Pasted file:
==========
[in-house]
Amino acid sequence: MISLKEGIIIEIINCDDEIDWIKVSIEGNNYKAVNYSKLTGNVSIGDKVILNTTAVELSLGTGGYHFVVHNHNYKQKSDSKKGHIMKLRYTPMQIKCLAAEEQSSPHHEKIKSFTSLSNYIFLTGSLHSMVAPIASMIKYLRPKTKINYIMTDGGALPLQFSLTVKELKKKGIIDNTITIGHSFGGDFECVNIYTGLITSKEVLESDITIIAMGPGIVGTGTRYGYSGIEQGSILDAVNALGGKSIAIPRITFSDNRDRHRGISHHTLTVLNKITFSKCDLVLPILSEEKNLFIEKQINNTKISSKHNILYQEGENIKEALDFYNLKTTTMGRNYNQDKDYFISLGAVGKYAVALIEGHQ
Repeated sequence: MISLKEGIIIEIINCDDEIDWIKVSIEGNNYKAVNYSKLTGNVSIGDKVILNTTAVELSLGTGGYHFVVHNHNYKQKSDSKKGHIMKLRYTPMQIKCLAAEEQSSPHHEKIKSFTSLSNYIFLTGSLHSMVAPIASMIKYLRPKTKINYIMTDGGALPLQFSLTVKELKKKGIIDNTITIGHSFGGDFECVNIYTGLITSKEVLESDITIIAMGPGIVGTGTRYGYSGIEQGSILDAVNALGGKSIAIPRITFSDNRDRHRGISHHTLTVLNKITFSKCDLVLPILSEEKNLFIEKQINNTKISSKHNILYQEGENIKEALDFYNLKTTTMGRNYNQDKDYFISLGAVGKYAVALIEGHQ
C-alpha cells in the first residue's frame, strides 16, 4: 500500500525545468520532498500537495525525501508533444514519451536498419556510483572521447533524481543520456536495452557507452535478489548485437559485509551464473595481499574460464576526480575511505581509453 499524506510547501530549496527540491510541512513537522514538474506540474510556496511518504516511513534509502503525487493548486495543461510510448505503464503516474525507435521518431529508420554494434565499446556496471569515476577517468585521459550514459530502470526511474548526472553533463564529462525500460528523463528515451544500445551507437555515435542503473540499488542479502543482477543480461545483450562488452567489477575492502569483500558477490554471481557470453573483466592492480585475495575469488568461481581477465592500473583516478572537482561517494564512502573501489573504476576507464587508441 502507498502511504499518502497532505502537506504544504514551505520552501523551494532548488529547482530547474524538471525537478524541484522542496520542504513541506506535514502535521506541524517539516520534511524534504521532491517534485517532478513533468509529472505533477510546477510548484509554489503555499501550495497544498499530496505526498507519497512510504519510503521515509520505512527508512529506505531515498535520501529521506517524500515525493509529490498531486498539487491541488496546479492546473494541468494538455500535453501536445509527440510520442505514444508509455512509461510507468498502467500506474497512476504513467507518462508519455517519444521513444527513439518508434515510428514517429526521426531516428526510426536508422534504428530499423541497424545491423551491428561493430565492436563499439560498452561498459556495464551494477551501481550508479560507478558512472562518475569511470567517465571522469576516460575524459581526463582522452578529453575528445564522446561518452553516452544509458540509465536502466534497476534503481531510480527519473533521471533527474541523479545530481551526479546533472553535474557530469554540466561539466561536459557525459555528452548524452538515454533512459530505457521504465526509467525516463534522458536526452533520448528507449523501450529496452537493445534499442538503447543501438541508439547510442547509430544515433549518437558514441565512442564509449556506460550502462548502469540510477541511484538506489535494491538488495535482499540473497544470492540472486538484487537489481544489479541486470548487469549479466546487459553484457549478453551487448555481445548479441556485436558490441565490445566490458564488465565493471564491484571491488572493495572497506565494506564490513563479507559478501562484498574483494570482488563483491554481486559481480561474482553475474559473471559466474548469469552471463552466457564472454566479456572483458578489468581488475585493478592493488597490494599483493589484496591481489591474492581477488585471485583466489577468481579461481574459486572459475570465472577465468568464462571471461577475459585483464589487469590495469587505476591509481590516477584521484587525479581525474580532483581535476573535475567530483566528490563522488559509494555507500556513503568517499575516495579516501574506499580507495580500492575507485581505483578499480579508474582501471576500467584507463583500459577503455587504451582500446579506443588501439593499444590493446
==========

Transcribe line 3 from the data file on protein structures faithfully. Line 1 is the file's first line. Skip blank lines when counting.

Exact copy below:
Repeated sequence: MISLKEGIIIEIINCDDEIDWIKVSIEGNNYKAVNYSKLTGNVSIGDKVILNTTAVELSLGTGGYHFVVHNHNYKQKSDSKKGHIMKLRYTPMQIKCLAAEEQSSPHHEKIKSFTSLSNYIFLTGSLHSMVAPIASMIKYLRPKTKINYIMTDGGALPLQFSLTVKELKKKGIIDNTITIGHSFGGDFECVNIYTGLITSKEVLESDITIIAMGPGIVGTGTRYGYSGIEQGSILDAVNALGGKSIAIPRITFSDNRDRHRGISHHTLTVLNKITFSKCDLVLPILSEEKNLFIEKQINNTKISSKHNILYQEGENIKEALDFYNLKTTTMGRNYNQDKDYFISLGAVGKYAVALIEGHQ